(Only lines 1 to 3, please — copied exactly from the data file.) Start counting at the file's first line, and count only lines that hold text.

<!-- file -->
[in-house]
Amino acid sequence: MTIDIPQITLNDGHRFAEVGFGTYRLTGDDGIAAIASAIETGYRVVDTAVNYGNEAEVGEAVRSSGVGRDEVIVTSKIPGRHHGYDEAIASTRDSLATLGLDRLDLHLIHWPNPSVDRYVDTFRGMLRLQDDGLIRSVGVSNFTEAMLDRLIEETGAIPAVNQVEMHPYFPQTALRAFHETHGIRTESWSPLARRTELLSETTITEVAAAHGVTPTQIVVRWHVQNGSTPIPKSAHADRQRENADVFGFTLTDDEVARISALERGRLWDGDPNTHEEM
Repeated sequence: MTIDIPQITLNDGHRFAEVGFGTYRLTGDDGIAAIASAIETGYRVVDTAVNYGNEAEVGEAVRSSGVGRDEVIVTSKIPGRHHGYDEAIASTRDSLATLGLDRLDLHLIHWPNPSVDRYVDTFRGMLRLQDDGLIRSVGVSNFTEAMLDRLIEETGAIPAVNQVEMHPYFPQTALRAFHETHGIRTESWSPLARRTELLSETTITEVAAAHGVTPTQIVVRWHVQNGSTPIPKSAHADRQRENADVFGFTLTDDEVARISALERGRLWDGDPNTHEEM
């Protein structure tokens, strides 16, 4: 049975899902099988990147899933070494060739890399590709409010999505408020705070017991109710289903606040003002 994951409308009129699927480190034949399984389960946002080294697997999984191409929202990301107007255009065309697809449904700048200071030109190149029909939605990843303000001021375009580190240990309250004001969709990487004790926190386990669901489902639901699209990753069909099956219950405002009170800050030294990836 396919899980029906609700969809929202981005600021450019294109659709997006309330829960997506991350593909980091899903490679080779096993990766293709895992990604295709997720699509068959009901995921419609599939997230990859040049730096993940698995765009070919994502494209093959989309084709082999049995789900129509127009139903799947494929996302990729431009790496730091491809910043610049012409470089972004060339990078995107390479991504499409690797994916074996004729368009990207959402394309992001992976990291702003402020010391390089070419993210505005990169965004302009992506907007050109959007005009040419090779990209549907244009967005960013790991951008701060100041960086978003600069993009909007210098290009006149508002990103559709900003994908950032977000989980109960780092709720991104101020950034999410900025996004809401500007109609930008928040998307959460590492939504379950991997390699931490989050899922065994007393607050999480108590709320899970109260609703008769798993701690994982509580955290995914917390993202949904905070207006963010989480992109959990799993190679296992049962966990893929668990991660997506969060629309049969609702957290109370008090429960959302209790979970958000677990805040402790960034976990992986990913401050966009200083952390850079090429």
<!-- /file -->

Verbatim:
[in-house]
Amino acid sequence: MTIDIPQITLNDGHRFAEVGFGTYRLTGDDGIAAIASAIETGYRVVDTAVNYGNEAEVGEAVRSSGVGRDEVIVTSKIPGRHHGYDEAIASTRDSLATLGLDRLDLHLIHWPNPSVDRYVDTFRGMLRLQDDGLIRSVGVSNFTEAMLDRLIEETGAIPAVNQVEMHPYFPQTALRAFHETHGIRTESWSPLARRTELLSETTITEVAAAHGVTPTQIVVRWHVQNGSTPIPKSAHADRQRENADVFGFTLTDDEVARISALERGRLWDGDPNTHEEM
Repeated sequence: MTIDIPQITLNDGHRFAEVGFGTYRLTGDDGIAAIASAIETGYRVVDTAVNYGNEAEVGEAVRSSGVGRDEVIVTSKIPGRHHGYDEAIASTRDSLATLGLDRLDLHLIHWPNPSVDRYVDTFRGMLRLQDDGLIRSVGVSNFTEAMLDRLIEETGAIPAVNQVEMHPYFPQTALRAFHETHGIRTESWSPLARRTELLSETTITEVAAAHGVTPTQIVVRWHVQNGSTPIPKSAHADRQRENADVFGFTLTDDEVARISALERGRLWDGDPNTHEEM